U.S. Energy News

2017 election seen as win for state-level climate policies

POLITICS: Newly elected lawmakers across the country won on platforms that include carbon pricing, clean energy incentives and action against climate change, which many view as a rebuke to the Trump administration’s climate views. (Reuters, E&E News)

CLIMATE:
• A well-known climate scientist who once worked for NASA says countries should sue fossil fuel companies for damages caused by climate change. (National Geographic)
• President Trump’s nominee for top White House environmental official tells the Senate she has doubts about the link between humans and climate change, prompting one senator to call her views “outrageous.” (Washington Post, New York Times)

CAP-AND-TRADE: California’s cap-and-trade program reduced industries’ emissions by nearly 5 percent last year, according to state data. (Los Angeles Times)

POLICY:
• A House committee passes a bill designed to boost oil and natural gas drilling on federal lands and off the coasts of Alaska and the Eastern seaboard. (The Hill)
• A judge says Southern California’s air quality board broke the law by adopting changes to smog rules that were backed by the oil industry without giving the public sufficient time to comment. (Los Angeles Times)
• A breakdown of how the House tax bill could affect renewables, electric vehicles and utilities. (Greentech Media)
• President Trump’s nominee for deputy EPA administrator says he was involved in crafting the DOE’s proposal to subsidize coal and nuclear plants while still a lobbyist at Murray Energy. (ThinkProgress)
• A Peabody Energy lobbyist also provided input on a DOE study on how to help coal-fired power plants. (Bloomberg)

CLEAN POWER PLAN: EPA Chief Scott Pruitt says a federal climate change report won’t affect the Trump administration’s decision to roll back the Clean Power Plan. (The Hill)

SOLAR:
• NV Energy asks Nevada regulators to approve long-term power purchase agreements for three solar projects that would be the cheapest in the country. (Utility Dive)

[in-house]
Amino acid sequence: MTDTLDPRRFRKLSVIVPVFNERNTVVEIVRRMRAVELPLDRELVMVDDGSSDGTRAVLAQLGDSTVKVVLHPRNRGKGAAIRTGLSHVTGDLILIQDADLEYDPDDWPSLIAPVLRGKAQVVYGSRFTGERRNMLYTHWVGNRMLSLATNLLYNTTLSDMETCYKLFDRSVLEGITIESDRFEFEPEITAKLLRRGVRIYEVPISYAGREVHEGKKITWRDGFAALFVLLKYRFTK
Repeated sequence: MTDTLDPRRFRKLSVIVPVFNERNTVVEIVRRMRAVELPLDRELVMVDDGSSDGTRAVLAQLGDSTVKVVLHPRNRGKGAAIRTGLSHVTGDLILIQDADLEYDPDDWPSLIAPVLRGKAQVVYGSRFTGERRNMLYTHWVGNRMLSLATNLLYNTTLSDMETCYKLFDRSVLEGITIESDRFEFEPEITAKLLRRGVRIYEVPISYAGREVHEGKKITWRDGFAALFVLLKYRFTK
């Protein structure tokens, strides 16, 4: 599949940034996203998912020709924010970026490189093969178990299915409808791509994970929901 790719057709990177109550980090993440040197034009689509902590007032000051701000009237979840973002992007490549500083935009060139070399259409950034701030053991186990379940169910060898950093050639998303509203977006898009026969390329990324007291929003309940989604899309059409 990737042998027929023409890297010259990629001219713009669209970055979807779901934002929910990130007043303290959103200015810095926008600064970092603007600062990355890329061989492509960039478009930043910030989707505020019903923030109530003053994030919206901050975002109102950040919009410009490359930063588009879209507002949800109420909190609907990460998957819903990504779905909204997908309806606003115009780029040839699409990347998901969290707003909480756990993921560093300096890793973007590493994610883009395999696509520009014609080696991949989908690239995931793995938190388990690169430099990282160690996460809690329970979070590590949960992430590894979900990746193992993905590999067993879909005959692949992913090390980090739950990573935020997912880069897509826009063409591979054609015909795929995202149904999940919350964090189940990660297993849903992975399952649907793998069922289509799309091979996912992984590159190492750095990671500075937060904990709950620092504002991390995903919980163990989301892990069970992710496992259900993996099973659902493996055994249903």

• Houston-based NRG Energy is reportedly seeking $350 million to finance the completion of three Hawaii solar farms that it acquired from bankrupt SunEdison last year. (Pacific Business News)

CLEAN ENERGY: A northern Michigan advocacy group has big ambitions for building the state’s new energy infrastructure with a focus on local clean energy efforts. (Midwest Energy News)

BIOFUELS: Federal investigators issue subpoenas for information on investor Carl Icahn’s efforts to change biofuel policy while serving as an adviser to President Trump. (Bloomberg)

HYDRO: A bill designed to speed up the licensing process for hydroelectric dams passes in the House of Representatives by a 257-to-166 vote. (Spokesman-Review)

NUCLEAR: A California judge says the state’s largest utility should be allowed to increase customer rates by nearly $200 million to help pay for the retirement of the Diablo Canyon nuclear plant. (Associated Press)

COAL: Dynegy and advocacy groups disagree over whether legislation being considered by Illinois lawmakers constitutes a bailout for the company’s downstate coal plants. (Midwest Energy News)

OIL & GAS:
• Duke Energy plans to spend about $200 million in the next three years to convert four coal plants in North Carolina to also burn natural gas. (Bloomberg)
• Two people are injured in a Shell oil platform fire in the Gulf of Mexico, though the company says there were no signs of oil on the water. (Times-Picayune)
• Alaska Senator Lisa Murkowksi proposes a budget measure calling for at least two major lease sales in the Arctic National Wildlife Refuge. (Washington Post)

PIPELINES:
FERC approves the Rayne Xpress Pipeline to begin shipping natural gas to the Gulf Coast. (Kallanish Energy)
• A federal appeals court lifts a temporary stay of construction for the Atlantic Sunrise natural gas pipeline running from Pennsylvania to South Carolina. (Reuters)

UTILITIES:
• Voters in Boulder, Colorado approved a tax measure that would ensure $16.5 million in funding toward the city’s effort to form its own utility. (Boulder Daily Camera)
• The executive vice president of American Electric Power talks about the utility’s shift from coal towards renewables. (Greentech Media)

COMMENTARY:
• Cutting a $7,500 federal tax credit for electric vehicles will test whether the market can grow organically, says an auto industry analyst. (Bloomberg)
• The House tax bill is a “brazen assault” on the U.S. renewable energy industry and would hurt jobs, says the CEO of the American Council on Renewable Energy. (Morning Consult)

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